As with most other sports, the World Rally Championship is on hold, but for the first time since the days of Colin McRae and Richard Burns, we have a championship contender in Elfyn Evans. Yet in these dark times when the forests are quiet, a Game of the Year edition of DiRT Rally 2.0 appears pulling together the content from the four seasons that Codemasters have released since the game first launched in February 2019. This bundle also brings with it the Colin McRae Flat Out pack, a content collection designed to honour McRae’s title winning season 25 years ago and completes Codemasters homage to Colin McRae Rally 2.0, a title which defined my racing days on the PlayStation.

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Clearing The Backlog – Portal 2

Clearing The Backlog – Portal 2

A few things strike me as I start writing about Portal 2. For one, how has it taken me until nine years after release to write about this game again? And for two, it’s strange to look back at Ben’s review from 2011 and to think that was one of the early Verdict’s following the relaunch of the site in April of that year. So much time has past, and yet with regards to Valve’s singleplayer games, it’s only now that anything has changed. Following the recent release of Half-Life: Alyx, I felt it right to go back to the one game from the Half-Life and Portal series that I hadn’t completed, and with that impetus, I cleared Portal 2 from my backlog.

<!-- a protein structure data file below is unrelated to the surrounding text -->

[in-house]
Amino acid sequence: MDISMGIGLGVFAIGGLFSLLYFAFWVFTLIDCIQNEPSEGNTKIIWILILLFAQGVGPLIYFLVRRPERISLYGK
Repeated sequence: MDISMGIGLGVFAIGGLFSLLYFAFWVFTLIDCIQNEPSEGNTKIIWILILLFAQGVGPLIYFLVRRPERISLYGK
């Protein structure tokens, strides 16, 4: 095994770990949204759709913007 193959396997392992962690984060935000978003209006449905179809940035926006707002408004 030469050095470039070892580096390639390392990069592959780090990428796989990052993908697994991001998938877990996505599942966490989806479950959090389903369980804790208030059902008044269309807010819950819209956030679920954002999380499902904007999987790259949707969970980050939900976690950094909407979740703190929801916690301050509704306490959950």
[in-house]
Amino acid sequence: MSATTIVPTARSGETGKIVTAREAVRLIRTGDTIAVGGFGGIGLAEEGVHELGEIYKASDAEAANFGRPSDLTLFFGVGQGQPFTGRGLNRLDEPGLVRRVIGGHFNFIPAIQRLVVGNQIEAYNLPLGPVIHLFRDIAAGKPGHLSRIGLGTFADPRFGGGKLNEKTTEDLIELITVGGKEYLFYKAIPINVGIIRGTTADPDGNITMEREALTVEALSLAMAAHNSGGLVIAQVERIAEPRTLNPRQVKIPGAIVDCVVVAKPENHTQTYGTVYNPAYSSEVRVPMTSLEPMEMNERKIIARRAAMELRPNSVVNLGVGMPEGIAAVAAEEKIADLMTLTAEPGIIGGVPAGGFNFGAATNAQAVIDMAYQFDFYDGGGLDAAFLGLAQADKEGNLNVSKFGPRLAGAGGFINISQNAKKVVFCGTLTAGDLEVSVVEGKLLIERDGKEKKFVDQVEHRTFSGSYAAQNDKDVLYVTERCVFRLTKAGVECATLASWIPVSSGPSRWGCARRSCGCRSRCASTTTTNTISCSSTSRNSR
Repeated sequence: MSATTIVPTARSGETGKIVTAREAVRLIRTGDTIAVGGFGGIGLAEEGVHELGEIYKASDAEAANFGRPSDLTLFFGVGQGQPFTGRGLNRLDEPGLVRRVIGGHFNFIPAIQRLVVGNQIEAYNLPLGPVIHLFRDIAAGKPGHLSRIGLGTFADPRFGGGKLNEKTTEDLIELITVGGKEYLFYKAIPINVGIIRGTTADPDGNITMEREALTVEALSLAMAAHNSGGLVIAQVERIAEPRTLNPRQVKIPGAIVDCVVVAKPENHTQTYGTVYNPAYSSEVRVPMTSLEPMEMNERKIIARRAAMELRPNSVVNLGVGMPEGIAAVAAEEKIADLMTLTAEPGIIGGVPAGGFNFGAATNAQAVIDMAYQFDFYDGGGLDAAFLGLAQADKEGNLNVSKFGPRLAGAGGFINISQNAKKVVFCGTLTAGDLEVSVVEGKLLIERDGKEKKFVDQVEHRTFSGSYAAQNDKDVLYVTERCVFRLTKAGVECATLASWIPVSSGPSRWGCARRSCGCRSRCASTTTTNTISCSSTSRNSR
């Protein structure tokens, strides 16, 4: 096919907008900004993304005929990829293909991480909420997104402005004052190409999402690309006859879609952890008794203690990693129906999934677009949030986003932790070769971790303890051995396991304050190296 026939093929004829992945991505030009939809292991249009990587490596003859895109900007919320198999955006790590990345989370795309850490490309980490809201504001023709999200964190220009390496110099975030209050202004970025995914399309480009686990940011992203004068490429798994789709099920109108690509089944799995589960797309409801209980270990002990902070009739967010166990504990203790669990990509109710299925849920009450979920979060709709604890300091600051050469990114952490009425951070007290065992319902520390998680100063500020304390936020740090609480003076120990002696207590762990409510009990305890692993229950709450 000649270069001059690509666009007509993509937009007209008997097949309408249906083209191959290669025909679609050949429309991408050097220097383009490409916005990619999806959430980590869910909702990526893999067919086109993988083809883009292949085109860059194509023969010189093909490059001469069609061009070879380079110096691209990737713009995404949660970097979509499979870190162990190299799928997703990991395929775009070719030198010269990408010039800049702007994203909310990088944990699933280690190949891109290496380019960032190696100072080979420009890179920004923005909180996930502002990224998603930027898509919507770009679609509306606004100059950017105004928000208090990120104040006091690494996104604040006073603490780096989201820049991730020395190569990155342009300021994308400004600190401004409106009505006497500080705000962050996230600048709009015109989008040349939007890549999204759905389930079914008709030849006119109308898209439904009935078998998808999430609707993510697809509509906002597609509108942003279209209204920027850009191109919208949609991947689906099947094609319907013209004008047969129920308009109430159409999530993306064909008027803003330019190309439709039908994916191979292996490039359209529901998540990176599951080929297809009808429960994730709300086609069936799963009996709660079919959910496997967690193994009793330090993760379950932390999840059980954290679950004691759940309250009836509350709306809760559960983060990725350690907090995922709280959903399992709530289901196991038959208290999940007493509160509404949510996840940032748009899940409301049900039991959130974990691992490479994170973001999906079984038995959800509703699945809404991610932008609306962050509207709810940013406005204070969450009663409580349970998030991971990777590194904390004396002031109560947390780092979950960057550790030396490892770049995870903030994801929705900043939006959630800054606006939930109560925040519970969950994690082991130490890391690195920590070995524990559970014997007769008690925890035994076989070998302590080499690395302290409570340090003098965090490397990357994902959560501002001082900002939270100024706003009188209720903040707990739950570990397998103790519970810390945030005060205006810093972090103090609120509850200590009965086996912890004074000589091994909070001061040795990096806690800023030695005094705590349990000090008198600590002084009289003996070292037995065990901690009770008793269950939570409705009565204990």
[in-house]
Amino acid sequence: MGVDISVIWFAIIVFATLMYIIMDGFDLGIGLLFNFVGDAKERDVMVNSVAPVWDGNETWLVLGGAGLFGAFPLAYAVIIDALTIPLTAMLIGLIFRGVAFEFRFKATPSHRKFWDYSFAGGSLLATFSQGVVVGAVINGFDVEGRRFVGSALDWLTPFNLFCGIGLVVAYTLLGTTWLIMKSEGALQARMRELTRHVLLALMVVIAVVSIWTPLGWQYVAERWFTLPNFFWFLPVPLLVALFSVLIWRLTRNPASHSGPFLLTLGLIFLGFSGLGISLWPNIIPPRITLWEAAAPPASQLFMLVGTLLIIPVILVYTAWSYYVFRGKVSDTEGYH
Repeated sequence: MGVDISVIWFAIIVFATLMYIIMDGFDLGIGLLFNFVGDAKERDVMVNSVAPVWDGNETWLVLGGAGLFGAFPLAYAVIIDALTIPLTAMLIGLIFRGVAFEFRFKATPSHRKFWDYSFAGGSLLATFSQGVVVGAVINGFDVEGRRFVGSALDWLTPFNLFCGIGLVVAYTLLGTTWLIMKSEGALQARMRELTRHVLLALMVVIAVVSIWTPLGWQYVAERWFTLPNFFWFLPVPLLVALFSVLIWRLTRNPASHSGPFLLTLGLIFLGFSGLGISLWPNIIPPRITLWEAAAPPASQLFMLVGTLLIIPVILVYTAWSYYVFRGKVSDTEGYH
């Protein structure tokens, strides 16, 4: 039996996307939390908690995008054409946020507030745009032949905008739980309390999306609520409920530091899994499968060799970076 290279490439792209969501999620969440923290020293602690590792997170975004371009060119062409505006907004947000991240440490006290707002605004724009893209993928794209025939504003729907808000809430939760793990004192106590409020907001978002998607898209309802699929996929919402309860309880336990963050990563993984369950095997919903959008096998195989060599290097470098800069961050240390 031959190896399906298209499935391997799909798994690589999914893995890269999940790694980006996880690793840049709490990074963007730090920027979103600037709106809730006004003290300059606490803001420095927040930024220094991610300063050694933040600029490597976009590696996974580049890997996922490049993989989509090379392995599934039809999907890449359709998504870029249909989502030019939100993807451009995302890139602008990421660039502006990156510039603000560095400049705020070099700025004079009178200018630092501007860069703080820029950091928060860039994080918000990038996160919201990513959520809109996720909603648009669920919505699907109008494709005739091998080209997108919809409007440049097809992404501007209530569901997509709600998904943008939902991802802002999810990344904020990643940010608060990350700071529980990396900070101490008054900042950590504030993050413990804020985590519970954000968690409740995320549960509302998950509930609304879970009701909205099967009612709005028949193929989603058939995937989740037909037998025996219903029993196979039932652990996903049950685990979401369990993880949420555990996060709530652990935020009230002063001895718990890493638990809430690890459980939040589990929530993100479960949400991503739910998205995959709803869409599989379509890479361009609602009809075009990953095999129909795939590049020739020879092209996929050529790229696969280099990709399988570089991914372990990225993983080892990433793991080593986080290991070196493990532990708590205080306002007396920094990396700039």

Tracing my progress through the game via Steam achievements, it appears that I made strong headway through the Aperture Science Labs in 2011 before making tiny returns in 2012 and 2016, before making more substantial progress last summer. As for why I didn’t finish the game originally, I can offer no explanation. Looking back at the archives, nothing substantial took my focus away writing wise, but as for my brief dallances since then, I can only put that down to being out of sync with the challenges posed in by Stephen Marchant’s Wheatley. Indeed, when I offered up some early impressions of the game, I talked about the need to get myself Thinking With Portals once again.

For a nine year old game, it has some breathtaking moments.

Without being in the zone for Portal’s challenges, they can take some time to figure out. I’m none too ashamed to reveal that in my last push to complete the game, I fell back onto some handy guides on the internet. Nine years after release, there’s no point in banging my head against a brick wall and getting frustrated. What the guides did tend to reveal when I called upon them was that I wasn’t entirely Thinking With Portals.

There was a certain pace and style to the original Portal, and the three gels and energy tunnels that were new for the sequel really offered a new twist on what was an extremely successful formula. The moments in my last couple of chapters where I put the puzzle together without resorting to a guide provided me with the kind of buzz the I rarely receive from solving puzzles in other games. My girlfriend, stuck in the Corona lockdown with me, gave me more than one funny look while I yelped out in excitement when the lightbulb went off in my head for a few levels.

Humour, a defining quality of Portal 2.

The two Portal titles are really quite different from the mainline Half-Life games, and showed that Valve had a fantastic grasp over characters, world building and most important, humour. The Half-Life titles are exceptional adventures in their own right, but for me Portal shows the breadth of talent in that studio. Their quest for perfection might well have held them back from releasing more singleplayer wonders to us in the years since Portal 2, but when they produced masterpieces like this, we can’t hold that against them too much.

If you’re looking at those playing Alyx right now in the delights of VR, take a look at Valve’s back catalogue and give this one another blast. The jokes are still sharp, and the performances from Ellen McLain, JK Simmonds and Merchant are something to behold.